Postadoption Contact Agreements Between Birth and Adoptive Families - Indiana

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What may be included in postadoption contact agreements?

Citation: Ann. Code §§ 31-19-16-3; 31-19-16-9

A postadoption contact agreement must contain the following provisions:

  • An acknowledgment by the birth parents that the adoption is irrevocable, even if the adoptive parents do not abide by the postadoption contact agreement
  • An acknowledgment by the adoptive parents that the agreement grants the birth parents the right to seek enforcement of the postadoption privileges set forth in the agreement

Postadoption contact privileges are permissible without court approval in an adoption of a child who is younger than age 2 upon the agreement of the adoptive parents and a birth parent. However, postadoption contact privileges under this section may not include visitation. A postadoption contact agreement under this section:

  • Is not enforceable
  • May include contact through photographs, written and verbal updates, and other forms of communication
  • Does not have to be in writing
  • Does not affect the validity of a consent to an adoption, a waiver of notice, or the finality of the adoption

Who may be a party to a postadoption contact agreement?

Citation: Ann. Code §§ 31-19-16-1; 31-19-16.5-1

At the time an adoption decree is entered, the court entering the adoption decree may grant postadoption contact privileges to a birth parent who has consented to the adoption or voluntarily terminated the parent-child relationship.

At the time an adoption decree is entered, the court may order the adoptive parents to provide specific postadoption contact for an adopted child who is at least age 2 with a preadoptive sibling if:

  • The court determines that the postadoption contact would serve the best interests of the adopted child.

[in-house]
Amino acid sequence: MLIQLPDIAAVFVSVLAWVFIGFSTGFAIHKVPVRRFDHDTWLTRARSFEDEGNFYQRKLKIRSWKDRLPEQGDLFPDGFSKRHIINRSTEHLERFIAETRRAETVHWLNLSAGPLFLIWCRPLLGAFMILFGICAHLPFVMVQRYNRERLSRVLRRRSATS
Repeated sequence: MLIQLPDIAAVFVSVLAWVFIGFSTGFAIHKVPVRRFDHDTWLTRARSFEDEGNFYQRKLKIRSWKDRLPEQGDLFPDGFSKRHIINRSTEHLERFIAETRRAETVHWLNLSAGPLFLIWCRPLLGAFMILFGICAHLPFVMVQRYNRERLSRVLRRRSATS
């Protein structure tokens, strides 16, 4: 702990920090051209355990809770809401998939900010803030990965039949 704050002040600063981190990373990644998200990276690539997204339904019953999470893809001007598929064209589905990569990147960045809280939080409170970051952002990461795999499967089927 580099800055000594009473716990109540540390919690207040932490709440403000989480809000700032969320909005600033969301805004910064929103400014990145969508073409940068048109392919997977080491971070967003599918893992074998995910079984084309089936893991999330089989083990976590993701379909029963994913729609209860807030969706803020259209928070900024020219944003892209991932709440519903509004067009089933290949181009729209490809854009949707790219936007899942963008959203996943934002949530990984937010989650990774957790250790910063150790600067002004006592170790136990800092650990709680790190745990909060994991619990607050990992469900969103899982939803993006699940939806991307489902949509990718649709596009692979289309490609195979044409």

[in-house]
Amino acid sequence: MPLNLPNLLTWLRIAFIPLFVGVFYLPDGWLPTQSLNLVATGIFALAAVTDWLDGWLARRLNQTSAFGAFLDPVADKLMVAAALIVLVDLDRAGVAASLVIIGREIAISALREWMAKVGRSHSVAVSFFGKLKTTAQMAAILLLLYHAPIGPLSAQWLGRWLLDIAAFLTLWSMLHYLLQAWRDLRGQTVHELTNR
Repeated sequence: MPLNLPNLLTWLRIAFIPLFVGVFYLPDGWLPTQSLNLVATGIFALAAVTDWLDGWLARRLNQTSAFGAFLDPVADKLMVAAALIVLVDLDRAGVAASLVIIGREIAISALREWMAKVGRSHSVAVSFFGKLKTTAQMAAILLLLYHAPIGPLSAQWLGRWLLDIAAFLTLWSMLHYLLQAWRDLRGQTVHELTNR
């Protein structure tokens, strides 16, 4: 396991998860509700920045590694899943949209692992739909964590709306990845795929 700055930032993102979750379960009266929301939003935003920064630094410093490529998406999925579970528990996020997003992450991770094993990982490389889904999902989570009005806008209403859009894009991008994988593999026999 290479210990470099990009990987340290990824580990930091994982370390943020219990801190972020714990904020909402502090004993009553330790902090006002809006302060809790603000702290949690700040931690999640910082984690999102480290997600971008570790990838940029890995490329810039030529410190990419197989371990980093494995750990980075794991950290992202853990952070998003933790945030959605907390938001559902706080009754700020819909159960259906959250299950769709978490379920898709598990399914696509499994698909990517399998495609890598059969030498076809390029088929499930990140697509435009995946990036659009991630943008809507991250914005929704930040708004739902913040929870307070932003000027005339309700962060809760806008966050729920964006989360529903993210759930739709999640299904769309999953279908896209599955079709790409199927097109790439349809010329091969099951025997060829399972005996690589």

• Each adoptive parent consents to the court's order for postadoption contact privileges.

What is the role of the court in postadoption contact agreements?

Citation: Ann. Code §§ 31-19-16-2; 31-19-16.5-2

A court may grant postadoption contact privileges if:

  • The court determines that the best interests of the child would be served.
  • The child is at least age 2 and the court finds that there is a significant emotional attachment between the child and the birth parent.
  • Each adoptive parent consents to the granting of postadoption contact privileges.
  • The adoptive parents and the birth parents execute a postadoption contact agreement and file the agreement with the court.
  • The licensed child-placing agency sponsoring the adoption and the child's court-appointed special advocate or guardian ad litem recommends the postadoption contact agreement to the court, or if there is no licensed child-placing agency sponsoring the adoption, the local office or other agency that prepared an adoption report is informed of the contents of the agreement and comments on the agreement in the agency's report to the court.
  • Consent to postadoption contact is obtained from the child if the child is at least age 12.